ARTICLE 19’s ‘Tightening the Net’ series monitors and analyses freedom of expression online in Iran.
Freedoms online are becoming increasingly under attack in Iran. While President Rouhani and his administration have made both political promises and international obligations for greater internet freedoms, their actions are heightening concerns that these will go unfulfilled.
This briefing series monitors the situation of online freedoms in Iran, reporting events and issues such as:
- arrests and intimidation of online journalists
- online surveillance and harassment of social media users
- developments around the National Information Network (NIN): the government’s plan to secure and maintain online content, servers, data, and networks inside Iran
- Legislative proposals and policies which impact online freedoms
- blocking, restrictions, and filtering of content and online platforms
We analyse the current climate of internet opening and closings in Iran and propose recommendations to the Iranian government, technology companies, and civil society inline with international law.
Latest analysis: Iran’s Draft Data Protection Act
This latest analysis takes a deep dive into Iran’s Personal Data Protection and Safeguarding Draft Act. While a welcome effort, overall, the Draft Act is poorly drafted and inconsistent with the international legal obligations of Iran to adequately protect the privacy rights of its citizens. The Draft Act departs from international standards on data protection and threatens the right to freedom of expression. We outline the threats to freedom of expression and urge the Iranian government to amend the Draft Act in accordance with recommendations to ensure it complies with international human rights standards and properly protects the privacy rights of people in Iran.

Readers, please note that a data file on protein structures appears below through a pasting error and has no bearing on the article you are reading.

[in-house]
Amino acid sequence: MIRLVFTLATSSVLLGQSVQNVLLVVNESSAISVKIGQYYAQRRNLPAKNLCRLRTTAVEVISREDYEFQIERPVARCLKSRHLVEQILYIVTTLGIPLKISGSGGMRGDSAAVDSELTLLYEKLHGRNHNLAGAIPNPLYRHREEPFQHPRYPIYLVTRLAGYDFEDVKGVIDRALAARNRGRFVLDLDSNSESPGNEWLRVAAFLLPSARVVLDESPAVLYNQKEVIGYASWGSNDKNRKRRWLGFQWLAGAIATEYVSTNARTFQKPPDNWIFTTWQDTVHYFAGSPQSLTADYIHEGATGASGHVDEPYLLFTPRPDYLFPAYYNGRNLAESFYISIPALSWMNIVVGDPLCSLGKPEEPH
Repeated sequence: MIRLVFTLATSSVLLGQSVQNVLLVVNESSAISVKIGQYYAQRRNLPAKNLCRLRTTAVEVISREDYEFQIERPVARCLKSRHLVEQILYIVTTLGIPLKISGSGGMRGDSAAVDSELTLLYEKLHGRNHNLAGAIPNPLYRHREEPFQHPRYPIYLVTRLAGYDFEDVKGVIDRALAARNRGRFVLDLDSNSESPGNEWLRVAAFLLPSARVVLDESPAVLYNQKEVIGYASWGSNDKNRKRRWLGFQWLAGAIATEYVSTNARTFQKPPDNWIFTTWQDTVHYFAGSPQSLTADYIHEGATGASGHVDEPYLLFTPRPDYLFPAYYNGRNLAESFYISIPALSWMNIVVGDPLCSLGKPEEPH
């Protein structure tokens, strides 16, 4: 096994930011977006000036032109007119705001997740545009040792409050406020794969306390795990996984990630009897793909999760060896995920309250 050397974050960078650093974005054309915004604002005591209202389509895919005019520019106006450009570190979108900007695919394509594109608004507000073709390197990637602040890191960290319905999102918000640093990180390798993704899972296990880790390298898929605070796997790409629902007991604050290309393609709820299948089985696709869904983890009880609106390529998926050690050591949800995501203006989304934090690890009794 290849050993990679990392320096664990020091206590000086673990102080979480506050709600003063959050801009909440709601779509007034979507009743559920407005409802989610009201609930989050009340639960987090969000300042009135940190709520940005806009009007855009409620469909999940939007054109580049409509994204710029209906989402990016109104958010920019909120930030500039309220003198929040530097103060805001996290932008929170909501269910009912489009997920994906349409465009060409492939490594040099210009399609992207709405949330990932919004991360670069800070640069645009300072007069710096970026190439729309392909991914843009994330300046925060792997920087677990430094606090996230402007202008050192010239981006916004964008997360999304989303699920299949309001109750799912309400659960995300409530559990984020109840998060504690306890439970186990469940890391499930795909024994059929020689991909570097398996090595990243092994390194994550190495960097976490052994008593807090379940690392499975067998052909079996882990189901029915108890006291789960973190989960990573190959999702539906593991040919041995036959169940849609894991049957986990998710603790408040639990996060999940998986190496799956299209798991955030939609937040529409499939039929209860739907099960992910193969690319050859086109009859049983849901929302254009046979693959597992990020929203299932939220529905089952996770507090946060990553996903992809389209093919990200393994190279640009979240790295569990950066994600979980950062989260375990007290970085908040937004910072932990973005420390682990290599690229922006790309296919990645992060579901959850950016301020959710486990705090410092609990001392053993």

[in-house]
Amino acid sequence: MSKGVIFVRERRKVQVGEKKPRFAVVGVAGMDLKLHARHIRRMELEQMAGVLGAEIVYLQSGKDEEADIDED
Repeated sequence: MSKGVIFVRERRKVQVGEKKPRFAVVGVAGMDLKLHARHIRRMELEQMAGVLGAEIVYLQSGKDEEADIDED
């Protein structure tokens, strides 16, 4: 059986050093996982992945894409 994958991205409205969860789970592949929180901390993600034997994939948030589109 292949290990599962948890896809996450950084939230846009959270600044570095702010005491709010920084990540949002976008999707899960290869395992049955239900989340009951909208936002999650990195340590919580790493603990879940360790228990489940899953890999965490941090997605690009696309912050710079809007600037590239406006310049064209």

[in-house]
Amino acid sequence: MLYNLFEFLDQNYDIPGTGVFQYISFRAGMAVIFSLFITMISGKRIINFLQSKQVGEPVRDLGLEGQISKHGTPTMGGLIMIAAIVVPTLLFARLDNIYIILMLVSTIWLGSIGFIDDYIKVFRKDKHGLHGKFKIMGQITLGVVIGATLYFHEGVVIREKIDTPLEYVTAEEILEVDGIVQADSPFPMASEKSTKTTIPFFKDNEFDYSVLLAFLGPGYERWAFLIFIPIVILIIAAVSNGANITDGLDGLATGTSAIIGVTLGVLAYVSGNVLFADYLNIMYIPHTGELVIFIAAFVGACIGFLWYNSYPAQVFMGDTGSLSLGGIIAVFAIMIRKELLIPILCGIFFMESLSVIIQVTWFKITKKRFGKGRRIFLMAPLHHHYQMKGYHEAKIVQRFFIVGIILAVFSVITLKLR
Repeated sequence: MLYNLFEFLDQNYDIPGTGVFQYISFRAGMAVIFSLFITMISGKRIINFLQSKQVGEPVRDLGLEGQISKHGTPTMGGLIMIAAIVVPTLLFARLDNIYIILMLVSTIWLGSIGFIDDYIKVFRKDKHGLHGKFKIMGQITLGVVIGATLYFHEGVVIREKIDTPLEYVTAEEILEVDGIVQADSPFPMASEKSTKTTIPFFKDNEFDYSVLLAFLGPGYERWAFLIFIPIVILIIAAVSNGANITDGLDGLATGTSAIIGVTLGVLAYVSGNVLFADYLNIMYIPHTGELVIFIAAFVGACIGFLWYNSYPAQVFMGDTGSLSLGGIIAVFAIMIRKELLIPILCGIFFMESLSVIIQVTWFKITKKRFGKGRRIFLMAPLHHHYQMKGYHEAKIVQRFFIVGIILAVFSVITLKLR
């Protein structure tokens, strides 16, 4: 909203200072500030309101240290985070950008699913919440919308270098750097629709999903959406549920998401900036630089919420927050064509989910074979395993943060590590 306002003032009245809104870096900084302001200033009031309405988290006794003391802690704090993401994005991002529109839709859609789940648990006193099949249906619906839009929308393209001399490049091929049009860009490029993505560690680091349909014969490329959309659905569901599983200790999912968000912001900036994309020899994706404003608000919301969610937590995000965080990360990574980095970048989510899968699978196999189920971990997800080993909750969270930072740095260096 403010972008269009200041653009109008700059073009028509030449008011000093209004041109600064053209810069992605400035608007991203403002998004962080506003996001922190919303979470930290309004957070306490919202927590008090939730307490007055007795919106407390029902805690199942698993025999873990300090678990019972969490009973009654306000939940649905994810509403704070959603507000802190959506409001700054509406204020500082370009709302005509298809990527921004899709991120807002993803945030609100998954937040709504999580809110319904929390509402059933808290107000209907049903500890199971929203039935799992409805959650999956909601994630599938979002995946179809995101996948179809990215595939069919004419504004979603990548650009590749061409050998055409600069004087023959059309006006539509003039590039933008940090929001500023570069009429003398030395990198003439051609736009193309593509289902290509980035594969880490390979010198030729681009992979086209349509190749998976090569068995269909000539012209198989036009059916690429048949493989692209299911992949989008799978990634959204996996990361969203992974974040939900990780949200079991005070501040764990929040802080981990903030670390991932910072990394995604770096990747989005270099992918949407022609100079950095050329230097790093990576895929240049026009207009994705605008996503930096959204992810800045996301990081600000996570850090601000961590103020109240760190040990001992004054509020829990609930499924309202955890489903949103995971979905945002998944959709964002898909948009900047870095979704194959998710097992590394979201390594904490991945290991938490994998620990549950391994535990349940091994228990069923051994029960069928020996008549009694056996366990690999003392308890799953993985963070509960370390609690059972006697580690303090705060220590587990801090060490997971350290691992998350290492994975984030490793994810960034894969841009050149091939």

Iran’s Draft Data Protection Act: Too little but not too late
In this blog we outline how Iranian lawmakers must implement international digital rights standards in the new Personal Data Protection and Safeguarding Draft Act
Internet controls during and after Iranian protests
In this instalment, we document how Iranian authorities responded to the 2017–2018 protests through arrests, online surveillance, shutting down international traffic, and imposing temporary bans on Telegram and Instagram platforms. We look at what these developments mean for internet freedoms promised by Rouhani’s administration. One thing is clear: the seeds planted previously for a closed ‘National Information Network’, controlled by the State can no longer be taken as a benign threat following the latest internet shutdowns, blockings, and unlawful arrests used by authorities to quell the protests.
As well as outlining the Iranian government’s obligations to deliver internet freedoms, we make recommendations to technology companies such as Google and Telegram to help make the Internet safe, secure and accessible for Iranians.
The State must be transparent about Internet disruptions
On the evening of Wednesday 26 June 2019, 90% of Iran’s ISPs were disrupted or disconnected. During this time Iranians starting reporting Internet outages as they tried to connect to the internet. These incidents raise concerns for freedom of expression and access to a free Internet. Internet shutdowns of this nature clearly violate international human rights law. Given Iran’s past precedent with disrupting the Internet, the Minister of ICT must place transparency as a priority. The Ministry must, as a starting point transparently document exactly what happened on 26 June. ARTICLE 19 urges the Ministry of ICT to not use vague tweets as an alternative to transparent and accountable government. Iranians have a right to credible documented evidence for the disruptions they have endured.